The short answer is “maybe.” The appeals court “by no means” held that all unlimited PTO policies will give rise to a mandatory payout when an employee departs.
California employees working under “unlimited paid time off” policies may be entitled to pay for unused vacation time upon termination, a California appeals court held in a partially published opinion. The court declined to rule out the prospect as a matter of law, and set forth the relevant factors that would shape the inquiry. In the case at hand, however, the employer’s vague PTO policy was not limitless, as a factual matter, and the trial court properly held that vacation pay was due (McPherson v. EF Intercultural Foundation, Inc., April 1, 2020, Egerton, A.).
Labor Code quandary. The questions posed, according to the appeals court, were as follows: “When an employer’s policy allows an employee to take an unspecified amount of paid time off without accruing vacation time, does the employee’s right to that paid time off vest so the employer must pay her for unused vacation under Labor Code section 227.3 when her employment ends? Or does section 227.3 apply only to policies providing a fixed amount of vacation that accrues over time?”
As “unlimited” PTO policies gain in popularity, the issue of whether they are subject to section 227.3 is of growing importance, as reflected in the fact that California employer organizations weighed in as amici in this case. According to the employer and amici, California Labor Code section 227.3, which references an employee being terminated “without having taken off his vested vacation time,” does not apply to unlimited vacation policies because no vacation time vests “if there is no fixed vacation bank.” The employer is not obliged to pay vacation wages at termination because “nothing ‘vested’ in the first place,” the employer urged. The appeals court was not convinced.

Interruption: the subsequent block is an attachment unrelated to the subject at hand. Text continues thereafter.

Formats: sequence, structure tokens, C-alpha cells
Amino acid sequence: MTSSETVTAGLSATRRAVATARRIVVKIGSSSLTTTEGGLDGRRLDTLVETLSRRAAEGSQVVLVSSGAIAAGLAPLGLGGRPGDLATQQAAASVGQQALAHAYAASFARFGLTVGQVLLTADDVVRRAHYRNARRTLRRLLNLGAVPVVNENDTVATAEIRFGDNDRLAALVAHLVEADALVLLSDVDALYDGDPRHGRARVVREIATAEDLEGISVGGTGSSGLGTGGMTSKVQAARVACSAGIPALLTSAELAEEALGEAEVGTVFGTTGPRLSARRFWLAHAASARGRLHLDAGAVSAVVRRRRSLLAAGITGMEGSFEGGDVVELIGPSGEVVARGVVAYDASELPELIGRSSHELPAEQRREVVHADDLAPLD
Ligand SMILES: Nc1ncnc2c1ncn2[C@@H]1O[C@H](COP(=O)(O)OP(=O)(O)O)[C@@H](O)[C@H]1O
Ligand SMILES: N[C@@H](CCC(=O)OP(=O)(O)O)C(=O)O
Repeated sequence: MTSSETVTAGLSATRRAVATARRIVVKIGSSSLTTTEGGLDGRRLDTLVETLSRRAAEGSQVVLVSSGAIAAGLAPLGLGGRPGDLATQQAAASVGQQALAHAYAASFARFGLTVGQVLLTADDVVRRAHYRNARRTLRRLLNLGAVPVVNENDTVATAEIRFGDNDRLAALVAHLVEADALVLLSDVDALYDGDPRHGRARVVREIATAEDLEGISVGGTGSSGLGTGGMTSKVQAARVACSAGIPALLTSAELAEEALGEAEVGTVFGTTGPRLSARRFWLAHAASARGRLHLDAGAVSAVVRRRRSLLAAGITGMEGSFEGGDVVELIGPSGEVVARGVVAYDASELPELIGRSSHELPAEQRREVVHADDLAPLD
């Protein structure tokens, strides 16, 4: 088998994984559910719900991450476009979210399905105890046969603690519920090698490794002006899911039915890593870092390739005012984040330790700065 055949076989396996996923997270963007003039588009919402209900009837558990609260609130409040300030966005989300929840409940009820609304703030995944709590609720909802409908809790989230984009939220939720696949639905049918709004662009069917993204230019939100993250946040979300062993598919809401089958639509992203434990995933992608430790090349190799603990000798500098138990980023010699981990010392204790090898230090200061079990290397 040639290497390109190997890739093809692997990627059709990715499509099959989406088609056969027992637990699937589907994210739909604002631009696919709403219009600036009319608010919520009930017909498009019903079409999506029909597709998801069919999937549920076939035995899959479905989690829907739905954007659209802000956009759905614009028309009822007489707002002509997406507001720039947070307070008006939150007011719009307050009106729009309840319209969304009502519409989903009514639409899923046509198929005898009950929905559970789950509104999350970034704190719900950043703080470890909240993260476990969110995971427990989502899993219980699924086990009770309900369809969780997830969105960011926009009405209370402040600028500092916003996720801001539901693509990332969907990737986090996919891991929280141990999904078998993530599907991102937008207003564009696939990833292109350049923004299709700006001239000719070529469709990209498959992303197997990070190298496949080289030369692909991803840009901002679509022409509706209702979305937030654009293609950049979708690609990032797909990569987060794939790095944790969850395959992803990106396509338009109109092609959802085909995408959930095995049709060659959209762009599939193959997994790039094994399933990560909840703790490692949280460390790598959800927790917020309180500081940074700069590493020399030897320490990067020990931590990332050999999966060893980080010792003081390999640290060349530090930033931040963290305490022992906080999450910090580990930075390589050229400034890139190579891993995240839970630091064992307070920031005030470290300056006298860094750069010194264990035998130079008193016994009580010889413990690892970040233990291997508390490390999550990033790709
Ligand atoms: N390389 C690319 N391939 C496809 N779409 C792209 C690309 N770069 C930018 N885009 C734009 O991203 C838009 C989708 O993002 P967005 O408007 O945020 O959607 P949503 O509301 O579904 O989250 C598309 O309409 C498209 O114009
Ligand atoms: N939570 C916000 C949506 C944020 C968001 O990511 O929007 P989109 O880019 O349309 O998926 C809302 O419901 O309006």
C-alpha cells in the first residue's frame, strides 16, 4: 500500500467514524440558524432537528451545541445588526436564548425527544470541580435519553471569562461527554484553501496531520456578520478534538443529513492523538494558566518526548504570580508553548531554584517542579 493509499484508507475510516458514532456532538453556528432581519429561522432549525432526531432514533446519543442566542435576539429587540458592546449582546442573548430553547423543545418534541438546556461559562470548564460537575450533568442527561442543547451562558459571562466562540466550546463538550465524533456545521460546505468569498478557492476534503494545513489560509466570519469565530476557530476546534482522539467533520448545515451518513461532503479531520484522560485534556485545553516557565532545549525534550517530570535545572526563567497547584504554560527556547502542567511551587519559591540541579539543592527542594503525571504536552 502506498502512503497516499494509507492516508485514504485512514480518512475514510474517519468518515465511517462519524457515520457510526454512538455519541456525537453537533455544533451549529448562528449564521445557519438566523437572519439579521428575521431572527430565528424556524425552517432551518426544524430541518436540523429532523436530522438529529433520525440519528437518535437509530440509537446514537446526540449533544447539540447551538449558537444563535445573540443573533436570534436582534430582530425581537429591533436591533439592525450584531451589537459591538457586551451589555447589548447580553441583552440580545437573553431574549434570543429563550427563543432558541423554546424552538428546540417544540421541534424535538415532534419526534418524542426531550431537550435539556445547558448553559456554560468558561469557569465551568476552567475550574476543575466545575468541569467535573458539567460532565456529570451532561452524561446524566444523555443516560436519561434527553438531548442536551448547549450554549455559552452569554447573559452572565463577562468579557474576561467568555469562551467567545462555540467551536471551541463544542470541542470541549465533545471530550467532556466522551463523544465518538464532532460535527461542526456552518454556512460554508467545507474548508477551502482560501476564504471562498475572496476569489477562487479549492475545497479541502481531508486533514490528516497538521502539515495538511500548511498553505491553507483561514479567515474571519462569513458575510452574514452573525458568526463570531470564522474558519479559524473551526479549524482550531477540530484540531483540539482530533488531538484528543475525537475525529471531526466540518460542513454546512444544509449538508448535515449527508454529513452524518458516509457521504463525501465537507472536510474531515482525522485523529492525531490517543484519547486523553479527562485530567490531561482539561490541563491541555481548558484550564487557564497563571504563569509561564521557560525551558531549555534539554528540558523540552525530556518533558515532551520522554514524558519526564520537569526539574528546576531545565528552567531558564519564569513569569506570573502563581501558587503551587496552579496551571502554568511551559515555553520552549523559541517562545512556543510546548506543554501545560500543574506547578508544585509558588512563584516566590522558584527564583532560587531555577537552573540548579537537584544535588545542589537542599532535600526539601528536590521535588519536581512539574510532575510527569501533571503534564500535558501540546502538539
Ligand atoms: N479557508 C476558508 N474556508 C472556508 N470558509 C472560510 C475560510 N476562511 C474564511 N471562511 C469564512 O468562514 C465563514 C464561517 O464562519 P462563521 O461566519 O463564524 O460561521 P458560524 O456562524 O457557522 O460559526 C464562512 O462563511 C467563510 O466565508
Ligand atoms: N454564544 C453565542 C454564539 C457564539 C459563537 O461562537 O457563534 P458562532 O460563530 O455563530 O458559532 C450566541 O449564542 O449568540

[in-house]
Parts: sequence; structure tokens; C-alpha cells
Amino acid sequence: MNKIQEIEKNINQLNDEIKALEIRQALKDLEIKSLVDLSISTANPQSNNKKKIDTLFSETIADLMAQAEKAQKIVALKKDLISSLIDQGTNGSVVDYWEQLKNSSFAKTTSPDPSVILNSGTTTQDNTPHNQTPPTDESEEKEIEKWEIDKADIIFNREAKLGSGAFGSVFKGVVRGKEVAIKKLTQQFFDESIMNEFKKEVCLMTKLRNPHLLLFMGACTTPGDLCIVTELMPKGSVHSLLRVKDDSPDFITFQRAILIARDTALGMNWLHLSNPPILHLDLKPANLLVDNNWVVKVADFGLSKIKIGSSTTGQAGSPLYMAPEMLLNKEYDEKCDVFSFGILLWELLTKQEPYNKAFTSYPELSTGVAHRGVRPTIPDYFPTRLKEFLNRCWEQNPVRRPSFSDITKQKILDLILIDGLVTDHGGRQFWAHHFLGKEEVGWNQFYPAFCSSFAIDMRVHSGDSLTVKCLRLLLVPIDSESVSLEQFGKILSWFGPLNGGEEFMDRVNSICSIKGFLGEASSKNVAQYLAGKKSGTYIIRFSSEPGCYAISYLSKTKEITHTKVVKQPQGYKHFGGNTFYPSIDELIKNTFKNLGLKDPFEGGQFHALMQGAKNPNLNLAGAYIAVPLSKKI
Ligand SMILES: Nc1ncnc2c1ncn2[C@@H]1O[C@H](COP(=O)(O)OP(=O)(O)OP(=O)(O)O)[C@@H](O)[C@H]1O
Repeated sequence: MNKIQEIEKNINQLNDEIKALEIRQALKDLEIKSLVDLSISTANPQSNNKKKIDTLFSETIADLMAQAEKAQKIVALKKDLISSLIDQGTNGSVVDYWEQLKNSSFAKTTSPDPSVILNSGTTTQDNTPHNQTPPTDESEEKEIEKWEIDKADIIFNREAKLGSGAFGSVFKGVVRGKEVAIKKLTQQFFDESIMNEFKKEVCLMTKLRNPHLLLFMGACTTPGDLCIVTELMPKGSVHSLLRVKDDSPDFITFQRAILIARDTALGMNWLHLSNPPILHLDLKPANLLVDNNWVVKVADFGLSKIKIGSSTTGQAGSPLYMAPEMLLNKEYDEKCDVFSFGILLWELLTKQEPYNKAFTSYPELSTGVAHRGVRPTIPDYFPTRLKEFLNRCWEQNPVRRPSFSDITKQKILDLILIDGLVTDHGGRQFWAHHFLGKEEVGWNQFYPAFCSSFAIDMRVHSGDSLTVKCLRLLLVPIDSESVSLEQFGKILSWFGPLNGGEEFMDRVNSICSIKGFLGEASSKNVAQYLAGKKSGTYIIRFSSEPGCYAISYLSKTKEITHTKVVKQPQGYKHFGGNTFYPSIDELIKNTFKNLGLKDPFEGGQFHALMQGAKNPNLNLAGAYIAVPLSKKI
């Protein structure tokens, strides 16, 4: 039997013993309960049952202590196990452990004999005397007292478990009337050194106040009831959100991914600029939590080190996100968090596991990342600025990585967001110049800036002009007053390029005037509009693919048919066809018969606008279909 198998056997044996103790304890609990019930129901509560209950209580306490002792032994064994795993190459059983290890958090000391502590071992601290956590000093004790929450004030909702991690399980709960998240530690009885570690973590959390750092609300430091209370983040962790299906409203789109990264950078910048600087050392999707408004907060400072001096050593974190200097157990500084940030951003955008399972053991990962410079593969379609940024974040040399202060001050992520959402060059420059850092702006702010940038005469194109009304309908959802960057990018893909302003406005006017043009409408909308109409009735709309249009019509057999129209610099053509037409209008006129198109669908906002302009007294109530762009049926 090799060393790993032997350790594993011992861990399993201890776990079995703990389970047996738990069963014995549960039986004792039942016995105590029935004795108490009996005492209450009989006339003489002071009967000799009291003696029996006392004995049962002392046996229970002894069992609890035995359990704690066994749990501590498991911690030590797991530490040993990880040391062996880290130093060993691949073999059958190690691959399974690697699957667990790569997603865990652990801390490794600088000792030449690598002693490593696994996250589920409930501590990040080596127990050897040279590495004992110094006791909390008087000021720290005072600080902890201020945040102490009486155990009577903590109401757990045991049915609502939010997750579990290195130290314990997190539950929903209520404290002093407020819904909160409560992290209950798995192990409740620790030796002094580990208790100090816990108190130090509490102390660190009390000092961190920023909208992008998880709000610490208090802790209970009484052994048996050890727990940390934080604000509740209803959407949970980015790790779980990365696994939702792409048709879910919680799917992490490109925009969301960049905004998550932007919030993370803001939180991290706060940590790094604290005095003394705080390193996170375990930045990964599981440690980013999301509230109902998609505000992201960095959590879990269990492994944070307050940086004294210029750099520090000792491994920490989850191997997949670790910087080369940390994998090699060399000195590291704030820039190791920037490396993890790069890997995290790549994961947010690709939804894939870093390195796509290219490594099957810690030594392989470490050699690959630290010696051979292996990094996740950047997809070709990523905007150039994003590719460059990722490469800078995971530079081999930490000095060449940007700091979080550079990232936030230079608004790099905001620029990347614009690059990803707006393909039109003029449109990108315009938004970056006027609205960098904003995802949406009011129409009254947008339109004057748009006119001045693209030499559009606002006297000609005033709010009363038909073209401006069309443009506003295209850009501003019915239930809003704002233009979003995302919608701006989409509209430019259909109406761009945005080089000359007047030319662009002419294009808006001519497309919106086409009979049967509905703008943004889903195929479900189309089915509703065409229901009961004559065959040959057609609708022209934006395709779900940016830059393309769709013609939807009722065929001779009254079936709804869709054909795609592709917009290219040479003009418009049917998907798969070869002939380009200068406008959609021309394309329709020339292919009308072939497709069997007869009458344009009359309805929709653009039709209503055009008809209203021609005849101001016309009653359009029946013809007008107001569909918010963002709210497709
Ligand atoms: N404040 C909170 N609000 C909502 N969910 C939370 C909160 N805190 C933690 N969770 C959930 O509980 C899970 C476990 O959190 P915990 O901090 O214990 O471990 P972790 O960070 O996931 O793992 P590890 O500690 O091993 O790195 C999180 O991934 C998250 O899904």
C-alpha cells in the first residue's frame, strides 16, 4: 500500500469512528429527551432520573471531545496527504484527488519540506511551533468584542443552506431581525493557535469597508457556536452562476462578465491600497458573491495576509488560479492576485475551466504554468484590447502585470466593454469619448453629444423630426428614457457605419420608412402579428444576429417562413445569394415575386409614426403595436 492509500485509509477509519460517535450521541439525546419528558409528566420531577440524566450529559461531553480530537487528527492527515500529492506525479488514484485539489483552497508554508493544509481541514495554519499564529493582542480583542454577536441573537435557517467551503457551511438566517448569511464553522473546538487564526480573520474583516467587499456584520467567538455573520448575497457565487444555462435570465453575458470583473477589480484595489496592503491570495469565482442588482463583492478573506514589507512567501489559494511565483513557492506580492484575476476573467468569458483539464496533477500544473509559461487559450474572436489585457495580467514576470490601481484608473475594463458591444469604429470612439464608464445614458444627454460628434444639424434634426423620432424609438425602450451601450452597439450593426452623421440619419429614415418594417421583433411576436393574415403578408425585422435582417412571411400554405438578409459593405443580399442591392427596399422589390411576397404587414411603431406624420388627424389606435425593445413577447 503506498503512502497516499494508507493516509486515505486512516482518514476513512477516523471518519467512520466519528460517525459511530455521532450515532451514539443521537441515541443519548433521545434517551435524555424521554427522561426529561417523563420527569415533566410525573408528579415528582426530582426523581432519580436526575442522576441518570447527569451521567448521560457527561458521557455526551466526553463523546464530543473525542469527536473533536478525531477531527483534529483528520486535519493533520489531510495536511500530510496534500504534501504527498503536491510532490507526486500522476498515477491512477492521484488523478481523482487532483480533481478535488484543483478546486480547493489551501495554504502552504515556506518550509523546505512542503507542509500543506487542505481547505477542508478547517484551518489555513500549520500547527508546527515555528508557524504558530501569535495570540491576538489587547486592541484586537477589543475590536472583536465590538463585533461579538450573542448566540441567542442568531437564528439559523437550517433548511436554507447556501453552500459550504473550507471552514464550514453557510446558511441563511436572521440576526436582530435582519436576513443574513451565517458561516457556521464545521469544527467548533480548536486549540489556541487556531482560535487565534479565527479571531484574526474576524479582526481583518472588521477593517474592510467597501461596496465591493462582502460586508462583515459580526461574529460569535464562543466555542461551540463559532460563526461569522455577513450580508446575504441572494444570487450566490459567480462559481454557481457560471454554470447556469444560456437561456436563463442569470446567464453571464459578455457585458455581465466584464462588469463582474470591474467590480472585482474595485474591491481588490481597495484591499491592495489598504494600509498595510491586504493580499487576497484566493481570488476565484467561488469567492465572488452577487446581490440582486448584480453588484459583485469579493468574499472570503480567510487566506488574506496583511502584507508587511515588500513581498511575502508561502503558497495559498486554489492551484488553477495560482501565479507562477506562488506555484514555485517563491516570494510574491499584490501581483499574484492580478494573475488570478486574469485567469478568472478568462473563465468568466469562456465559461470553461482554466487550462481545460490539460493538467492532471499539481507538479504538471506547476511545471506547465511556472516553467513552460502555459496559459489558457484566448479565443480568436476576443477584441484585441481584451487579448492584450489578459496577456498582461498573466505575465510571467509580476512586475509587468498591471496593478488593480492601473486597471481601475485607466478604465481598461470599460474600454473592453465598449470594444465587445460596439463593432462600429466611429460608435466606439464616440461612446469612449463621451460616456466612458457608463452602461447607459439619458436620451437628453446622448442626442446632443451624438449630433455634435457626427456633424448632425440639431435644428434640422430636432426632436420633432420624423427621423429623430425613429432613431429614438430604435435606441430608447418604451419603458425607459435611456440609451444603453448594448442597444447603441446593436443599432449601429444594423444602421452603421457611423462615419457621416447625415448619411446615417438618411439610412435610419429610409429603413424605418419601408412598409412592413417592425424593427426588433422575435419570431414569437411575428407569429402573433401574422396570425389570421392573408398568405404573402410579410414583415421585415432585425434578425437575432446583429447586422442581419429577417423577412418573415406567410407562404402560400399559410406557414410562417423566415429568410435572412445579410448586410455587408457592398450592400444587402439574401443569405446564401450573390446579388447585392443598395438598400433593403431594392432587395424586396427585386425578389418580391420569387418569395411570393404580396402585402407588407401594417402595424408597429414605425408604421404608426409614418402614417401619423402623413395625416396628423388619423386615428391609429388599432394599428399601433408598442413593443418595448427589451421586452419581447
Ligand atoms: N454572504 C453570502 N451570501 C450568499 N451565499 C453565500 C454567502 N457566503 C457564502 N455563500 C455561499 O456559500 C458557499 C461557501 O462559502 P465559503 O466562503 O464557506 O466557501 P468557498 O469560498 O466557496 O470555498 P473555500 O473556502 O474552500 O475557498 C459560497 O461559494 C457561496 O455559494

California law. Labor Code section 227.3 does not require employers to grant paid vacation, but when an employer does provide paid vacation, any vacation time that has “vested” is payable upon termination. The California Supreme Court, in Suastez v. Plastic Dress-Up Co. (1982), held that vacation vests when it is earned. Vacation pay is simply a form of deferred compensation, like pension benefits, the state high court reasoned; as such, it vests when the labor is provided, even if the right to receive the compensation does not arise until a later point in time. Therefore, under section 227.3, a pro rata share of unused vacation time is due at termination. However, no California authority has addressed whether a nonaccrual, unlimited PTO policy is subject to the provision.
Unwritten vacation policy. This suit involved three former managers for a nonprofit educational exchange organization who alleged, among other claims, that the employer failed to pay them for accrued but unused vacation, in violation of section 227.3. The employer had granted them an unspecified amount of PTO (the appeals court used the terms “vacation” and “PTO” interchangeably), and it contended that their PTO was unlimited. However, there was no written policy stating how much time off they were allowed. The employees understood that they could take PTO in the off-season when their work allowed for it (and with advance supervisory approval) but they did not believe they were entitled to unlimited PTO. It was not their understanding that PTO was not a part of their compensation, and no one told them they did not accrue vacation time by virtue of being able, in theory, to take as much as they wanted, or because they did not need to track their days off in the employer’s timekeeping system. Consequently, the state trial court had found this was not a truly unlimited PTO policy, and there was no legal doubt that section 227.3 applied.
Undefined, not “unlimited.” Although the employer called its vacation policy “unlimited” or “uncapped,” the trial court concluded the policy was merely “undefined.” As such, it said, it was simply presented with “a problem of proof” as to the actual contours of the policy. In the absence of a precise statement of how much vacation time is granted, the court said it would look to the circumstances and the employer’s conduct to determine the amount of vacation time actually made available to the plaintiffs. In doing so, the court said, it would apply principles of “equity and fairness” (the statute calls for the Labor Commissioner to apply this standard to section 227.3, and the court saw fit to follow suit).